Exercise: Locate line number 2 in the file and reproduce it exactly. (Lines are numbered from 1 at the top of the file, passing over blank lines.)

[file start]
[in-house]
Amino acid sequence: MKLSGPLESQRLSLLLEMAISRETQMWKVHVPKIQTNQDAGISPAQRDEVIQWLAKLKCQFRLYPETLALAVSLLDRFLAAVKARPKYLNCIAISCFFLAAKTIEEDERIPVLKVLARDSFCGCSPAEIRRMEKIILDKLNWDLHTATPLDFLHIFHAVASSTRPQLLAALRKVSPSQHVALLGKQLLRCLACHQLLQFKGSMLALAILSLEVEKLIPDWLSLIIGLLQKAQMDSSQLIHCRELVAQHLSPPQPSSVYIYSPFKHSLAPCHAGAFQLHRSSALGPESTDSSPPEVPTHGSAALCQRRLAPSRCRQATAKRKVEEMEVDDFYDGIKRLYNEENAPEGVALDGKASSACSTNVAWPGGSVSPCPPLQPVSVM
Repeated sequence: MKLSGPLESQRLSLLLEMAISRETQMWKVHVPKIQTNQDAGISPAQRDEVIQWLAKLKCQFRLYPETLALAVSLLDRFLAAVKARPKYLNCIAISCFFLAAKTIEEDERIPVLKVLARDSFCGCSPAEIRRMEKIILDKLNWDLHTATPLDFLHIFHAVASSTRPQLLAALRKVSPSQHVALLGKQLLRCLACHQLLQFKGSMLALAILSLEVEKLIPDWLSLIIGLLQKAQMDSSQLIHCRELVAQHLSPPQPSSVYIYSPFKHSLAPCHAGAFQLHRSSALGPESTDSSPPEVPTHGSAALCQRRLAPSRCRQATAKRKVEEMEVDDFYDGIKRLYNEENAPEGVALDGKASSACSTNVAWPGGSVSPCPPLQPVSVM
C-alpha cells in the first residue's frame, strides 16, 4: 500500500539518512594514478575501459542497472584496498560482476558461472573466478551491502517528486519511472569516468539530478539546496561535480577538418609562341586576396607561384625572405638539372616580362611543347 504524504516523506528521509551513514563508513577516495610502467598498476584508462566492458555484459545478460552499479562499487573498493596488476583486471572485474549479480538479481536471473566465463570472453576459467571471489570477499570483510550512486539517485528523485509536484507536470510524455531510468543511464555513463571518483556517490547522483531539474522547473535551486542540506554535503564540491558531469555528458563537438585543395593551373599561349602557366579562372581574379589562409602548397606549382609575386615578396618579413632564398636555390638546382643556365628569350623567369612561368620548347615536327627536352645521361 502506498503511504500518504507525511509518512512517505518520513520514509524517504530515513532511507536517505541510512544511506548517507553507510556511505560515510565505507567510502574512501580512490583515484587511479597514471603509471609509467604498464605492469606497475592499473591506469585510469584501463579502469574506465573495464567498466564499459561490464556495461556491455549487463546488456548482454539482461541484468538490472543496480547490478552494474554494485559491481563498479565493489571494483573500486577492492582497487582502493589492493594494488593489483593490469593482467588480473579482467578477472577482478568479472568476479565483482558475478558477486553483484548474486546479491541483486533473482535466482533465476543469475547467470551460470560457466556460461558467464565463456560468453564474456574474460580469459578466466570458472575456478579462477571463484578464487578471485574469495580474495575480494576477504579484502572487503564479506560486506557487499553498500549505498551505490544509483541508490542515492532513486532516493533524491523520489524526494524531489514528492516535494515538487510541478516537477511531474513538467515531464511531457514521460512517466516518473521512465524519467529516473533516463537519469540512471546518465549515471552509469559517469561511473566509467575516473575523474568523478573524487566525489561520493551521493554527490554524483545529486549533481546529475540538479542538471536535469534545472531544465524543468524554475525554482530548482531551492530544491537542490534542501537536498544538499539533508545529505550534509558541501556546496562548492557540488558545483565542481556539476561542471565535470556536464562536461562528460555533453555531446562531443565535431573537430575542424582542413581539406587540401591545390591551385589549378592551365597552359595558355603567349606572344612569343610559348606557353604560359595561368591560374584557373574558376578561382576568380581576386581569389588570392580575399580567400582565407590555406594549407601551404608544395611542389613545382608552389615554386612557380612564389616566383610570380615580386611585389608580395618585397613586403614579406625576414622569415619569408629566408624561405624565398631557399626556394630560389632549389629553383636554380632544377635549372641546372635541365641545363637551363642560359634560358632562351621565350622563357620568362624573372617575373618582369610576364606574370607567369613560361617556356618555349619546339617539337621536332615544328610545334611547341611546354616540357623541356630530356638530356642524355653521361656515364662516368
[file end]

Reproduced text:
Amino acid sequence: MKLSGPLESQRLSLLLEMAISRETQMWKVHVPKIQTNQDAGISPAQRDEVIQWLAKLKCQFRLYPETLALAVSLLDRFLAAVKARPKYLNCIAISCFFLAAKTIEEDERIPVLKVLARDSFCGCSPAEIRRMEKIILDKLNWDLHTATPLDFLHIFHAVASSTRPQLLAALRKVSPSQHVALLGKQLLRCLACHQLLQFKGSMLALAILSLEVEKLIPDWLSLIIGLLQKAQMDSSQLIHCRELVAQHLSPPQPSSVYIYSPFKHSLAPCHAGAFQLHRSSALGPESTDSSPPEVPTHGSAALCQRRLAPSRCRQATAKRKVEEMEVDDFYDGIKRLYNEENAPEGVALDGKASSACSTNVAWPGGSVSPCPPLQPVSVM